Monday, October 24, 2016

"T'est Petite Et T'est Mignonne" - Leo Soileau

After his short stint recording traditional Cajun music with Mayeus Lafleur and then Moise Robin, Leo Soileau had run a few sessions with Bluebird before he agreed to record for Decca.   Never wholly committed to the old French repertoire, he was happy to mix it with hillbilly and popular songs, with their more varied tunes and chord progressions, and around 1934, he put together a band to play them.  In Chicago the following year, they recorded "You Are Little and You Are Cute" known as "T'est Petite Et T'est Mignonne" (#17008).  It was first recorded by the Fawvors entitled "T'Est Petite a Ete T'Est Meon".  Even earlier, Eddie Segura and Didier Hebert used the title in their melody called "You're Small And Sweet". 

The Four Aces, with guitarists Floyd Shreve and Dewey Landry and possibly drummer Tony Gonzales (but could be O.P. Shreve or Johnny Roberts), represented the new sound of Cajun club music, and not everybody was ready for it. 



T’es petite et t’es mignone,

Et t'es jalousie mais j’t’amie quand meme,

T’es petite et t’es galeuse,

C'est trop galeuse pour faire ma femme.

Oh la belle, t’es pas lavé,

Oh, oui, la belle, tu peux aller t’laver.



T’es petite et t’es mignone,
Et t'es jalousie mais j’t’amie quand meme,
T’es petite et t’es mignone,
T'es jalousie pour faire ma femme,
Oh la belle, t’es jalousie,
De trop jalousie mais j’t’amie quand meme.


Leo Soileau (fiddle), Tony Gonzales (drums)3
Tony Gonzales was a native of Crowley, Louisiana and good friends with Leo.   His brother, Roy, was an accordion player who earlier copied Jimmie Rodgers tunes and recorded them in Cajun french for Paramount records.2  Tony, who worked with jazz musicians, dramatically altered the sound of Leo's group by providing a firm and brash dance cadence on his rudimentary drum kit to complement the fluid interplay between voices.3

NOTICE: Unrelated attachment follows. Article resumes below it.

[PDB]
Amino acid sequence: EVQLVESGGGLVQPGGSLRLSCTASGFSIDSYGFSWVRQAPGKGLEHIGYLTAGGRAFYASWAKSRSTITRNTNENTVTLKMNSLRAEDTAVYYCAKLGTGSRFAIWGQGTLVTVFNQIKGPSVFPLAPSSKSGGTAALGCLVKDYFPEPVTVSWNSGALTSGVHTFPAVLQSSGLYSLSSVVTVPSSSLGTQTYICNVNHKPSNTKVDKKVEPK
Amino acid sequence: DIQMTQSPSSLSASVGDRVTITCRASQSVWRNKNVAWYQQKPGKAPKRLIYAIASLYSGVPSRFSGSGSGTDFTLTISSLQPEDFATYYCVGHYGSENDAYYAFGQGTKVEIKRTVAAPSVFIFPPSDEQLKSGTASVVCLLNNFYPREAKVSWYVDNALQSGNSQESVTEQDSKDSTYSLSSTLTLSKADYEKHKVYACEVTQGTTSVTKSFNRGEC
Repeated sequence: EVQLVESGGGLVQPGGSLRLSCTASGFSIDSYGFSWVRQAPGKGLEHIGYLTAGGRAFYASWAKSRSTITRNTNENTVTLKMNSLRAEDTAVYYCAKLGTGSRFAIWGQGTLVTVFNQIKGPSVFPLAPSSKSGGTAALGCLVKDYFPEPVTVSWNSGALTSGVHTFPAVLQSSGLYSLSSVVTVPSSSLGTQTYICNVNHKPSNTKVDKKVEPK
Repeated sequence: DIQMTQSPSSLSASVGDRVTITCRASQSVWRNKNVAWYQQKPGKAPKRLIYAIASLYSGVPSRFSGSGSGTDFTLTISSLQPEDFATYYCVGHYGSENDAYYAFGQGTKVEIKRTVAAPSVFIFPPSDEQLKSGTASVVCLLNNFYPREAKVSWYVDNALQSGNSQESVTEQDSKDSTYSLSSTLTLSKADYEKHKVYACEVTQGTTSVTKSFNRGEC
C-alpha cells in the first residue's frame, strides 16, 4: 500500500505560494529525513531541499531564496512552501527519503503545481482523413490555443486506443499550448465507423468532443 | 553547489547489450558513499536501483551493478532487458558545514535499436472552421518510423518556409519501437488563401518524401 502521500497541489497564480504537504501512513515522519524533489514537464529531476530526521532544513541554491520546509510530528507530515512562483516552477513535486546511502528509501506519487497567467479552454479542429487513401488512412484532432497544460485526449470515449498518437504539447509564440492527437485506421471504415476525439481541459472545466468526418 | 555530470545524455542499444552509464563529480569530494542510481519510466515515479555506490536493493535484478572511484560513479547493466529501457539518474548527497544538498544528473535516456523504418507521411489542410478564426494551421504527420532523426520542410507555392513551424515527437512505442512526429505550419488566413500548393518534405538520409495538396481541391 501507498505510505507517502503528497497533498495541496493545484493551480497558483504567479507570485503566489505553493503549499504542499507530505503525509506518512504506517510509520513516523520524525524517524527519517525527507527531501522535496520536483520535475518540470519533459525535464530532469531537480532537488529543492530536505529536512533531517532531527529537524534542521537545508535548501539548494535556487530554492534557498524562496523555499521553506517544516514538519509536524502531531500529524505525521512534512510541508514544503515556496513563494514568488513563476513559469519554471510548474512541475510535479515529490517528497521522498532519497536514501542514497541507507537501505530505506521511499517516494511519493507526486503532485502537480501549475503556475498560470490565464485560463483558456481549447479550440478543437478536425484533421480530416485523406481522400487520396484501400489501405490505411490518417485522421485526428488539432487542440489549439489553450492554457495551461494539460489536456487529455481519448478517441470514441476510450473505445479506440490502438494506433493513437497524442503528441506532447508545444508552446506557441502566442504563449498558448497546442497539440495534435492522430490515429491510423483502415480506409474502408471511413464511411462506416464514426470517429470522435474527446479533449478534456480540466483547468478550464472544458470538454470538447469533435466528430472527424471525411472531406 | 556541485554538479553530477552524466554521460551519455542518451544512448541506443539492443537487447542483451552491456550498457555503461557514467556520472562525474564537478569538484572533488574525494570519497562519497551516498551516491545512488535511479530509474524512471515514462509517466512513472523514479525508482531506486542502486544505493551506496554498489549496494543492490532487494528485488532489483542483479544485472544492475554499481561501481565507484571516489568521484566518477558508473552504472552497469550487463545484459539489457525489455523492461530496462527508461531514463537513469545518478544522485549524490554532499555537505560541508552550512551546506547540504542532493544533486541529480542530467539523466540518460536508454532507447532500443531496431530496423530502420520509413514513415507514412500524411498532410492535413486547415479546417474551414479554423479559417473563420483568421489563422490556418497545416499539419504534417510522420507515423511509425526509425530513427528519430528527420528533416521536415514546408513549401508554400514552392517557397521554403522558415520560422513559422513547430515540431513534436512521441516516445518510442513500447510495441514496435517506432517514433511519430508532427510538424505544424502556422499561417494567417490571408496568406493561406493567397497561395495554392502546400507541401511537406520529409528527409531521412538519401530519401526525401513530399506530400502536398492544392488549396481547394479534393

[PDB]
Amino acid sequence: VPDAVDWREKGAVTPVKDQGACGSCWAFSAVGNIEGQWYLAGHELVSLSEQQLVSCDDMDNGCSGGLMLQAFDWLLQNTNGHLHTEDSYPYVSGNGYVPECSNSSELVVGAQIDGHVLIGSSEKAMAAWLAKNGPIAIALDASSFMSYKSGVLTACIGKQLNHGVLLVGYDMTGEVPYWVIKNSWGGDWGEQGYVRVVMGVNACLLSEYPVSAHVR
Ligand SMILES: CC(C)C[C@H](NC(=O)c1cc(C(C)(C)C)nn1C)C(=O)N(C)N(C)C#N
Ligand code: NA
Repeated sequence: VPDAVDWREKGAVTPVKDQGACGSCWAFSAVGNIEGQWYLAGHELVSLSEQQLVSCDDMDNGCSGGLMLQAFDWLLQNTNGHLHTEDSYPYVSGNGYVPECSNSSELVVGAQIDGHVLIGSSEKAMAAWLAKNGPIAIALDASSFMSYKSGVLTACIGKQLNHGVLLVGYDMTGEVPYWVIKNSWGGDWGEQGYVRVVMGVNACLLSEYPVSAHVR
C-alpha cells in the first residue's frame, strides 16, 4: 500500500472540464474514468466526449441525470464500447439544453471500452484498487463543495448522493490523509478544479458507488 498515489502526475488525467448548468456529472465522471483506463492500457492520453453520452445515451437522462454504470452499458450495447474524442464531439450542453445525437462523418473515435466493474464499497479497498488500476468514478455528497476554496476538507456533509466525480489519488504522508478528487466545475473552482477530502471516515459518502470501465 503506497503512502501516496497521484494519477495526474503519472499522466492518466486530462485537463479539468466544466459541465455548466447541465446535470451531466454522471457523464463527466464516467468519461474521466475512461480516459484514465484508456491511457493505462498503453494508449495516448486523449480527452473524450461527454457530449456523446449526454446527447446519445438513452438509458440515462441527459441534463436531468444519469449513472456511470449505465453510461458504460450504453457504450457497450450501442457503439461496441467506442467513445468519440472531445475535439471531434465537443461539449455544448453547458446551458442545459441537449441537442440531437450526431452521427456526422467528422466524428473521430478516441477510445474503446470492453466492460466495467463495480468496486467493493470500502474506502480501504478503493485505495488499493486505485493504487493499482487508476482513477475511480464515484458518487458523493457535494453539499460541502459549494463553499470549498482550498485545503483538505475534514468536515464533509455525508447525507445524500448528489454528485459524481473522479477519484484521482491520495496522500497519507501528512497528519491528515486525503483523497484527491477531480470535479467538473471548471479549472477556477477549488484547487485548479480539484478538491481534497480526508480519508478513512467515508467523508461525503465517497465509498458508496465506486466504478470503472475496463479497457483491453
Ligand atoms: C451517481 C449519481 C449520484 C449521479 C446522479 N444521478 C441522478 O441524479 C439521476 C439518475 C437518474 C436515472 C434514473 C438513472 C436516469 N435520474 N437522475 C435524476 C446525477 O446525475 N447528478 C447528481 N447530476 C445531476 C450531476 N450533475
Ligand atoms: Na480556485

At their first session for Decca in Chicago in 1935, the engineer objected that the drums were blasting the cutting needle out of its groove.  The problem was solved by stacking pillows round the kit to absorb some of the reverberation.3  
"Well," said the engineer, "I'm learning something."1
Author Ryan Brasseaux makes the case that Tony Gonzales could have very well been the first drummer in country music, and by far, the first drummer in Cajun music.3  

You're small and you're cute,

And you're jealous, but, I like you anyways,

You're small and you're shabby,

(You're) too shabby to be my wife,

Oh, girl, you're not clean,

Oh, yeh, girl, you need to wash up.



You're small and you're cute,
And you're jealous, but, I like you anyways,
You're small and you're cute,
You're too jealous to be my wfie,
Oh, girl, you're too jealous,
Too jealous, but, I like you anyways.

The word "galeuse" is an Cajun word to signify looking dirty or shabby.  Versions of the song would be recorded later by Harry Choates, Crawford Vincent and then even later by the Balfa Brothers. 




  1. Country Music Originals : The Legends and the Lost: The Legends and the Lost By Tony Russell
  2. Meeting Jimmie Rodgers : How America's Original Roots Music Hero Changed the ... By Journalist Barry Mazor
  3. Cajun Breakdown: The Emergence of an American-Made Music By Ryan Andre Brasseaux

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